In March, a few lakes on the east side of Mount Hood like Pine Hollow and Rock Creek reservoirs start to get stocked fish, and are usually accessible/thawed by then. In April, head back to the Deschutes for the best trout fishing of your life before everyone and their mother shows up for the Salmonfly hatch in May. A few restrictions start to lift in April, on sections of the Deschutes and protected local lakes like Laurance. 99 percent of our local lakes are year-round, so as soon as they're iced off and accessible they fish incredibly. Once May 22 rolls around, the closed streams open back up to trout fishing, too.

May - October, the opportunities are just about limitless. You can fish every single small stream on Mount Hood, they all hold fish and they all hold fish that'll shock you. Same goes for every single coastal stream that touches the ocean, packed with trout. Expect the average size to run 5-8 inches, but every once in a while you'll run into one well over 16. Sea run cutthroat fishing is amazing in the fall, but it's good all summer long. The lakes on Mount Hood will produce 100+ fish days trolling or stripping a wooly bugger. Most all of them are stocked, and they all hold wild fish, too. You can catch nearly every species of trout in the entire state within the boundaries of the Mount Hood National Forest.

But back to winter fishing -- if I could go back in time and give myself advice when I first moved to the area, it would be this: Spend your winter fishing the Lower Deschutes rather than fumbling your way up and down the mediocre year-round fisheries northwestern Oregon has to offer. I can't tell you how many days I wasted in pursuit of six inch trout battling terrible conditions and high water, when I could have been sticking half a dozen trophy rainbows standing in one spot on the Lower Deschutes instead. Even a trophy trout stream can get repetitive, so when the Willamette system is in shape, fish it. When the passes are clear, get out to the Metolius and Crooked. Otherwise, it's a Deschutes game this time of year if you want to fly fish for trout consistently.
WOW! Among the very best replies of all time!
 
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pcstock
I caught a decent 10” rainbow when fishing for coho in October on the Sandy. It had no business biting on the blue fox I was spinning.
 
akbrad
akbrad
Isaiah...just read through this string...Bisquits gives a great summary of "winter options"... I did my own search for the same question...
(1) one rare "all season" river not included is the Klaskanine River--N. & S. Fork (open above 1st falls)...about an hour from PDX, take Hwy 26 west to Vernonia Hyway ... then check a map... lots of access on both from hiway... nice drive by Elk Viewing Sanctuary (S. fork) ... have explored both but not seriously fished yet--regardless, it is lovely drive that can take you into Astoria via Young's Bay...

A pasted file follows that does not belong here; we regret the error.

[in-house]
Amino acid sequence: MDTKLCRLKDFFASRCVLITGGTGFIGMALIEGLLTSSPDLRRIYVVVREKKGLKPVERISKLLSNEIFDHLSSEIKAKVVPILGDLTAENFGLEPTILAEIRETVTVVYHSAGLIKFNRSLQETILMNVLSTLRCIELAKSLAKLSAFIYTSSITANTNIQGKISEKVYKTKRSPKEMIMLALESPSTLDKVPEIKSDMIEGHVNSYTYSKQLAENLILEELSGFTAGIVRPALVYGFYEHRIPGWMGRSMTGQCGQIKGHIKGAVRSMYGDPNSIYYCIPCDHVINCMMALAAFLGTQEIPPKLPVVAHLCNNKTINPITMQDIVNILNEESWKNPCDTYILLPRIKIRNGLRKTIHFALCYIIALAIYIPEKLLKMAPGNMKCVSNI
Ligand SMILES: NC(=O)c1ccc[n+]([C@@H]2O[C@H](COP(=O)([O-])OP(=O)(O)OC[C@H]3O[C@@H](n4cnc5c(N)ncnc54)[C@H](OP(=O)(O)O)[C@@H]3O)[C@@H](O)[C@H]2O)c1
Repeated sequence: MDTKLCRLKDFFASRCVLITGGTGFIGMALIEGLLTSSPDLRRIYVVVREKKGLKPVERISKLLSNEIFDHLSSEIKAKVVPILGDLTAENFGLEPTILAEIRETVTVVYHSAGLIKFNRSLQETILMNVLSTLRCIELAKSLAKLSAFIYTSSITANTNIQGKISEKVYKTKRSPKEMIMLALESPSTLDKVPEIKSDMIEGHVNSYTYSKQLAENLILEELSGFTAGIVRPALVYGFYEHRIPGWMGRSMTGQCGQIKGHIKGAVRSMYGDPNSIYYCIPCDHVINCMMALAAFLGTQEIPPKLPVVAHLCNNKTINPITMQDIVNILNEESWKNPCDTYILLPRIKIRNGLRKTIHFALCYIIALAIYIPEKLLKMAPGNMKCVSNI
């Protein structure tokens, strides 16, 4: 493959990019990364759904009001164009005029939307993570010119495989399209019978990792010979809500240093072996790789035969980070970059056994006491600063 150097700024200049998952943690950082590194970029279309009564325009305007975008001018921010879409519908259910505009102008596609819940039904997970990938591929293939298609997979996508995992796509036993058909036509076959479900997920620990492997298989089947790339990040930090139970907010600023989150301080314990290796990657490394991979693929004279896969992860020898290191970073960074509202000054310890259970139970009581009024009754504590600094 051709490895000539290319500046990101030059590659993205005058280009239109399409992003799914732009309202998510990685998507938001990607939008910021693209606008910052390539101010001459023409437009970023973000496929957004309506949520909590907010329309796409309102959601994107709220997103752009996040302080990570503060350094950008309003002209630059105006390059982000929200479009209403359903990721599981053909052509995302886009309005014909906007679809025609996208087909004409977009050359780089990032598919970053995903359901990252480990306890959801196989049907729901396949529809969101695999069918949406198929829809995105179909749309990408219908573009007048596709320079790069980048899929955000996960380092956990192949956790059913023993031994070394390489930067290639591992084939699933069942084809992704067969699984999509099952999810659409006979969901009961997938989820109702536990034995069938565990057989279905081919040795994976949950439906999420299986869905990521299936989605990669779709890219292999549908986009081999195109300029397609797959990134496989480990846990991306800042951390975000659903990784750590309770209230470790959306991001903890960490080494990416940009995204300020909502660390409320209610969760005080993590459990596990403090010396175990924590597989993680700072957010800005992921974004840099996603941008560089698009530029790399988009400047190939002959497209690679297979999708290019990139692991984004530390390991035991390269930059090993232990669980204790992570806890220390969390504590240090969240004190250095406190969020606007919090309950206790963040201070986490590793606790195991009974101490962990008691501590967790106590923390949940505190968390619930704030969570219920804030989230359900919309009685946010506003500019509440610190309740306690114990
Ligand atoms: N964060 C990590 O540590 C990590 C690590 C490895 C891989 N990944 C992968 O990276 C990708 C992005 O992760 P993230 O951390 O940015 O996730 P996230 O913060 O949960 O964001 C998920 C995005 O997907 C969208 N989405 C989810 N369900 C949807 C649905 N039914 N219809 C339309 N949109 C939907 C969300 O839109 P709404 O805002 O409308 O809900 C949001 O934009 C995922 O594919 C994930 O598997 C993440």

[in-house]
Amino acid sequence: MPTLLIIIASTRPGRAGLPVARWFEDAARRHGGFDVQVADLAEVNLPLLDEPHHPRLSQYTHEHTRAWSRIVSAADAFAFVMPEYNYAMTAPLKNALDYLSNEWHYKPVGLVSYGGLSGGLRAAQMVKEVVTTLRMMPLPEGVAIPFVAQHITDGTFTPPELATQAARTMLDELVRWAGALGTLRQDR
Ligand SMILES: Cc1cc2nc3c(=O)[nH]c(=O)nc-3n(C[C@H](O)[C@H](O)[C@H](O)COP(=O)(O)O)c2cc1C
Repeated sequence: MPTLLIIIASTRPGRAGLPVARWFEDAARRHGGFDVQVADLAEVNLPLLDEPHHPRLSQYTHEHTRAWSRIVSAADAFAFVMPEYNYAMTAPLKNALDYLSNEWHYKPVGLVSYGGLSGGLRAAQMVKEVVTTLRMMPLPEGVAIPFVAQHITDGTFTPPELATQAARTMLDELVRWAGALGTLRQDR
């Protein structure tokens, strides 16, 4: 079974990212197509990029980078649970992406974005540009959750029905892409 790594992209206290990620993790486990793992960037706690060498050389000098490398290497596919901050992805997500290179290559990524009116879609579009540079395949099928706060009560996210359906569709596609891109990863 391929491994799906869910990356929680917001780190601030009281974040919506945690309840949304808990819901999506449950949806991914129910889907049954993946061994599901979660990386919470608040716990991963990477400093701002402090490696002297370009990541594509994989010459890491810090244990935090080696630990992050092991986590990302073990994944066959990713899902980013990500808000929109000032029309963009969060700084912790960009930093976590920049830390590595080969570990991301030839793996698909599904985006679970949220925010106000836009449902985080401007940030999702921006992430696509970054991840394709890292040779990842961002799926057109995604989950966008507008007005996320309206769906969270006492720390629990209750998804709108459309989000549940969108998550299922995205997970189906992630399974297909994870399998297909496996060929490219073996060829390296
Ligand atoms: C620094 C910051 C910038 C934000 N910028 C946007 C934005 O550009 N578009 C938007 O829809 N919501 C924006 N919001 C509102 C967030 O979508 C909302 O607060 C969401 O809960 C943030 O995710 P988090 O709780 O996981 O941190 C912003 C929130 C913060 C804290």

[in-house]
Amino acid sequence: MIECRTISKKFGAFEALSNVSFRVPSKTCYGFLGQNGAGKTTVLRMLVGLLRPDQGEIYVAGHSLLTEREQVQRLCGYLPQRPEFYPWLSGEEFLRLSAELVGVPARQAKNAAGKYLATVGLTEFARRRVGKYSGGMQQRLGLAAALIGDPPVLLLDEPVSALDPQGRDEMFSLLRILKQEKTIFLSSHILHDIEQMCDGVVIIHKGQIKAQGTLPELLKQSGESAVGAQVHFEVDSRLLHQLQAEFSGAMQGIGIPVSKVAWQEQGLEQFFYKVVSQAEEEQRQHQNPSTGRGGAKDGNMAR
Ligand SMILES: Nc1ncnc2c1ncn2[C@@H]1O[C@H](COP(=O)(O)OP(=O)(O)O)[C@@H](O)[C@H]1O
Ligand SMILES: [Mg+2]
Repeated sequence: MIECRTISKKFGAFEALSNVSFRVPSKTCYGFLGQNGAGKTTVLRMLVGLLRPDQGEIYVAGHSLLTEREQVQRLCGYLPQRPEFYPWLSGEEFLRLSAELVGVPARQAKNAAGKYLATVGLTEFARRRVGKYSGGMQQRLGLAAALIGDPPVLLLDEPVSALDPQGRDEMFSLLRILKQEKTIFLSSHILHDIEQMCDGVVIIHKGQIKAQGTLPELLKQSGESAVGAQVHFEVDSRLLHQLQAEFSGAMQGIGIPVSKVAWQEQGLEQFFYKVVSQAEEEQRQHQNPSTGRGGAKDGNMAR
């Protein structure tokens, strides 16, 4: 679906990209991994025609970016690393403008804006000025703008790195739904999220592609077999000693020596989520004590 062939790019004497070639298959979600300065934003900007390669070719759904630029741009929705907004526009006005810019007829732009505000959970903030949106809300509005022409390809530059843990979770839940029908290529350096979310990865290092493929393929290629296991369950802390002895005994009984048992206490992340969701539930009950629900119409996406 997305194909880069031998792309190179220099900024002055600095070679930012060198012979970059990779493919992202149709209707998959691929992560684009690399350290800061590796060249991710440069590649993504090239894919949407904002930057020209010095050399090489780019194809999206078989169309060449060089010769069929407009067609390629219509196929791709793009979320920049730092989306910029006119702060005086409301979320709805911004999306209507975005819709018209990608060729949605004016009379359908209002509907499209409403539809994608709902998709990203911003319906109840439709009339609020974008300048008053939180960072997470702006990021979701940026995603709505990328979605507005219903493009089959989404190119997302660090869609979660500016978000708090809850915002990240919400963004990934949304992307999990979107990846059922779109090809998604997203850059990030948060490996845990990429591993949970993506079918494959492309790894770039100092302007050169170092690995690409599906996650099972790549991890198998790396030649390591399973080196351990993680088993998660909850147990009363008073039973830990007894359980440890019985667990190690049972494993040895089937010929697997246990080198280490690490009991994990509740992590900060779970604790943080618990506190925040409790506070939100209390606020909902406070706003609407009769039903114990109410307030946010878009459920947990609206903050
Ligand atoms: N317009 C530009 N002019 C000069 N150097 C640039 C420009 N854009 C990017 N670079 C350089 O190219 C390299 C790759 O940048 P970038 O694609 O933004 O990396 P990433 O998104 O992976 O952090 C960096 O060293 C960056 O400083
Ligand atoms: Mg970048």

(2) also another lake to be aware of Lost Lake (Clatsop Co.) again Hwy 26 @ Elsie (L) @ Spruce Run Cpgrd turn off...parallels the Nehalem River...turnoff just before campgrd--3 mile gravel road to lake...great float tube lake using woolly buggers of any color... small, pretty protected, lots of put and takers, stocked from March...open year round...can probably access most of the winter...
(3) finally, we took a week a few years ago and drove to southern Oregon coast--Reedsport (great lake/campground--open all year-- just next to Umqua River Lighthouse--just S. of Reedsport off 101) and below to Coos Bay area in January...some great lakes to fish down there and no problem with campgrounds/ people/ etc...and often get lovely weather on the S. Oregon coast in late January/February...just watch the weather report...it is 3 hour drive but if you have 4 days--another great winter lake option... enjoy...

yeah, I know it is tough in the PDX area for winter trout fishing... know that the lower Deschutes is another 2 hour drive and ok if the gorge weather is behaving itself... lovely water to fish...try the west side--dirt road/parking/nice trail for 3 or 4 miles--always fish that side of the lower... good
 
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pcstock
If you head south Fall Creek is open year round for trout. I camped there last weekend but did not fish due to the extreme rain. It is (mostly) in the Willamette National Forest so you can dispersed camp anywhere you want.

Despite the rain, the river looked amazing. Apparently there are some nice sized fish in there.

  • Open all year for trout.
  • 2 wild trout per day, 8 inch minimum length.
  • 5 hatchery trout per day, no minimum length.
  • Below Fall Cr Dam: Open all year for hatchery Chinook salmon, hatchery steelhead, and wild steelhead greater than 24 inches.
  • Use of bait allowed Apr 22 - Oct 31.
  • Closed within 200 ft of entrance to the Fall Cr fish ladder.